Click on the image of Dame Sally (in the handsome black hat) consulting with the WHO below, to read her summary report. 

On the 14th November, director of Arts and Health Australia Margret Meagher will be speaking at the Luminate Festival in Scotland. I’m thrilled to be attending the 6th Annual International Arts and Health Conference in Melbourne where I will be giving a keynote on the I AM: Art as an Agent for Change work on addiction recovery. I’ll be giving the first public outing of the Recoverist Manifesto and working with people in recovery in Australia to contribute to Recoverism.

Community Arts as Social and Psychological Medicine? 
2.00-5.00pm, Saturday 8th November, 2014, Birley Fields Campus, MMU
This event explores the potential benefits of arts participation in relation to health, wellbeing and social inclusion. Attendees will have the chance to find out about arts for health projects led by Manchester Metropolitan University (MMU) from the perspective of social science researchers and artists, and to try out various arts activities for themselves. Creative music, dance and Javanese gamelan (percussion orchestra) taster workshops will be on offer, with additional opportunities for those taking part to feedback their own experiences and contribute to a wider discussion. The event is open to anyone with an interest in the topic, no previous experience is required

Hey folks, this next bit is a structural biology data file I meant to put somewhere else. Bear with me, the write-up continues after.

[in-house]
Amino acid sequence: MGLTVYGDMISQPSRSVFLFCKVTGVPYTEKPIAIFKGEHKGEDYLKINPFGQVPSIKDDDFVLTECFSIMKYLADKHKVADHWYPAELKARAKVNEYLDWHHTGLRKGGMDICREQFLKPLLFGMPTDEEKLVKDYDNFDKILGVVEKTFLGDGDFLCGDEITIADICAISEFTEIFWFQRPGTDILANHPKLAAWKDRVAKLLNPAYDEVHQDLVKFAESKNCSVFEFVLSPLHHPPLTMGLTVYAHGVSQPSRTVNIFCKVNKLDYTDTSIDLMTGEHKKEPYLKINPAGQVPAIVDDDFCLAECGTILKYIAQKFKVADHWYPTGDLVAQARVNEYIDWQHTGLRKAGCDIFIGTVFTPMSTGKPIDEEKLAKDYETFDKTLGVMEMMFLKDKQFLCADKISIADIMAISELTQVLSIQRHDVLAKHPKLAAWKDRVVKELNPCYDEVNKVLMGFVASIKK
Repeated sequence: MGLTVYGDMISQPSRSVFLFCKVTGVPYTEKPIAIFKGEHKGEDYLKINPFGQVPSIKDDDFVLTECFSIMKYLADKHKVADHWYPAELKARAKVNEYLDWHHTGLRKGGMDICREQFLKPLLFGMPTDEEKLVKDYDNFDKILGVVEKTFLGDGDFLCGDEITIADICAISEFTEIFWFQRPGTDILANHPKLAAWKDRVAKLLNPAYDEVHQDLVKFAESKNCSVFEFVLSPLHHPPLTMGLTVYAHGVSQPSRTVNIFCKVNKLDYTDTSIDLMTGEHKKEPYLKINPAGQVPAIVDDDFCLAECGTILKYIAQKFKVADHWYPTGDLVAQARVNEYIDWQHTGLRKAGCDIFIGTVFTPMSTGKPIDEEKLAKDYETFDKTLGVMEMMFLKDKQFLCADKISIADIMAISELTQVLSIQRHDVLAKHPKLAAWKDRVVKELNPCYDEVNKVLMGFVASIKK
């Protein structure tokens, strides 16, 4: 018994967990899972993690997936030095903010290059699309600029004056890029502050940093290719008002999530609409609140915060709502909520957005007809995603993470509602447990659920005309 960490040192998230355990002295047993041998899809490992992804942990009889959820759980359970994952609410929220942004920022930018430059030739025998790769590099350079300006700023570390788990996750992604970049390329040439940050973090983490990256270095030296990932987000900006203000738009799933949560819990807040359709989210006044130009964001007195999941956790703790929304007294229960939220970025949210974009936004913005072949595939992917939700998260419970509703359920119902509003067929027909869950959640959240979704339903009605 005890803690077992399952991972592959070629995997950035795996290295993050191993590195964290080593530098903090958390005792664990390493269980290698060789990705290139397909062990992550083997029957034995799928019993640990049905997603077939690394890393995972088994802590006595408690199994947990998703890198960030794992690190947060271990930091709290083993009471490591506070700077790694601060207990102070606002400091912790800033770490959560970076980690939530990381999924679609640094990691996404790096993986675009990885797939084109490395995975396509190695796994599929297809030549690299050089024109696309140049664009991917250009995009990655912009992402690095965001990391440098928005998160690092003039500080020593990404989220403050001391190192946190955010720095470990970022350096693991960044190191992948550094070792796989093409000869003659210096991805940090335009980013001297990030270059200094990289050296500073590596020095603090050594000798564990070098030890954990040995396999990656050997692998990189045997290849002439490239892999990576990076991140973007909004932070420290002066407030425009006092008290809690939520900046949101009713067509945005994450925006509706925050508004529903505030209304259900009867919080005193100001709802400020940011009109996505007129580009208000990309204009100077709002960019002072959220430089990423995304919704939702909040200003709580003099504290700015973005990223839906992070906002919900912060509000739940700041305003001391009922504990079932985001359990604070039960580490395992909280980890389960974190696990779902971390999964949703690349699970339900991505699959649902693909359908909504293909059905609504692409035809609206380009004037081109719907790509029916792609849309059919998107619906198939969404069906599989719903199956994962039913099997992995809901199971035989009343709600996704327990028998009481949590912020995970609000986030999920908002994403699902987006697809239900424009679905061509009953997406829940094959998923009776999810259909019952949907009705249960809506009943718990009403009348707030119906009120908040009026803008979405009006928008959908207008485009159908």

Useful work versus useless toil
Please join us for the launch of a new site specific installation on Great Ancoats Street, Manchester by artist Lucy Harvey on Thursday 9th October, from 6-8pm.

Useful work versus useless toil reinterprets the collection of Thomas Horsfall's Ancoats Art Museum through artefacts and vitrines made in co-production with young people from mental health charity 42nd Street.

The processes and forms of the arts and crafts movement, industrial production and plant taxonomy have been appropriated to create a collection of objects of ambiguous function. Taking its title from the William Morris lecture of the same name, useful work versus useless toil considers the contemporary function of the decorative arts and museum collections in interpreting the natural world and our industrial heritage.

Useful work versus useless toil is installed across the facade of 42nd Street, located at 87 Great Ancoats Street, Manchester, M4 5AG. The work can be viewed from the street and is lit between the hours of 9.30am - 7pm, Monday – Thursday (5pm on Fridays) until December 2014. 

ArtWorks: Developing Practice in Participatory Settings
Reaping the benefits of helping artists learn
Shared investment in the learning and CPD needs of artists working in participatory settings will reap benefits for everyone, from commissioners and training providers to employers and funders, new ArtWorks research shows. The latest ArtWorks paper, ‘What do you need?’ Learning approaches for artists in participatory settings, sets out the key features of learning opportunities which artists say work best for them. Read more at: